In the midst of this, we must always strive to hear the voice of the infant.

On 23 April this year, and for the last three years we honoured the mental health needs of infants, children and adolescents on the World Infant Child and Adolescent Mental Health Day.

This year the focus was on engaging with young people through understanding their lived experience of mental ill-health. The group of four associations behind the Infant Child and Adolescent Mental Health Day sponsored several activities, including an online symposium that was held on the day. This symposium addressed the question: How can we give voice to the baby?… How do we recognize the lived experience of mental ill health for a baby, a toddler or a preschooler?

We know that infants have powerful capacities to read the emotions of others right from birth and they have strong ways of expressing how they feel. The baby’s behaviour, through voice, gaze, crying, smiling, hand and other body movements and posture, enables us to know how the baby feels and what they might be thinking. We know that babies can experience profound depression and other disturbances of social and emotional development. We can speak the baby’s language to let them know that we are trying to understand them as well.

In their own words: Bridges to understanding mental health” was the theme of this year’s World Infant Child and Adolescent Mental Health Day, honouring the mental health needs of infants, children, and adolescents.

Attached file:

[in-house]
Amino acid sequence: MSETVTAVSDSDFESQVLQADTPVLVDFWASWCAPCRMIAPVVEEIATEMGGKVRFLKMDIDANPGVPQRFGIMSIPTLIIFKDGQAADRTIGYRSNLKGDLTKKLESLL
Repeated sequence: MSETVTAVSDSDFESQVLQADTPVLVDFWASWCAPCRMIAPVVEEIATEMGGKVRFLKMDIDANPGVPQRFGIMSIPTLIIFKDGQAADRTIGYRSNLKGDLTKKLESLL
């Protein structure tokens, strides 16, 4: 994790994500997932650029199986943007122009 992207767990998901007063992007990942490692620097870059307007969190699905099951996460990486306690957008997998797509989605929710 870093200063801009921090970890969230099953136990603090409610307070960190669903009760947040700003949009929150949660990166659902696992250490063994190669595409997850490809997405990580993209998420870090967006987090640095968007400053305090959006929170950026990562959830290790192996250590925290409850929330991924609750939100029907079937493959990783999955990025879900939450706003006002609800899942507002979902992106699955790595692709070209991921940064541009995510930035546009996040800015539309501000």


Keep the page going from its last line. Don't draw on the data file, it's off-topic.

I think it’s very appropriate to our approach that highlights listening to the baby’s voice in the context of perturbations in their social and emotional connectedness.

I think exploring and understanding the words of infants is a crucial component of our work as infant mental health professionals.

As an organisation with limited resources, WAIMH has reached out to support our colleagues in areas of horrific conflict such as the Ukraine and now the horrendous destructive war in the Middle East after the Hamas terrorist attack in October last year. I do hope that there can be a cessation of conflict very soon with moves to peace as there is a huge amount of reconstruction and peace-building to be done, in many areas, across the globe. Our thoughts are with the families with young children in all conflict areas and for all of our colleagues in these areas.

There will be over 400 participants at our interim Congress in Tampere in June, and we will certainly be addressing the question about how to overcome the often gross inequalities in access to good mental health care for young children in many parts of the world, and within many well-resourced communities.

I would like to thank very much the amazingly dedicated team in Tampere at the WAIMH office who support all of us, Kaija Puura, Reija Latva, and Neea-Leena Aalto, and for the constantly creative and very accessible publication of Perspectives, thanks to Maree Foley, Salisha Maharaj, and Jane Barlow… You each keep the wheels of WAIMH turning.

I feel very honoured to have been able to work with the broad community that is the World Association for Infant Mental Health, and I look forward to ongoing fruitful connections and collaboration.

Campbell Paul,
Naarm, Australia

Credit: Callum Paul


Campbell Paul, Melbourne, Australia
President of WAIMH, Associate Professor, Royal Children’s Hospital Melbourne, University of Melbourne, Murdoch Children’s Research Centre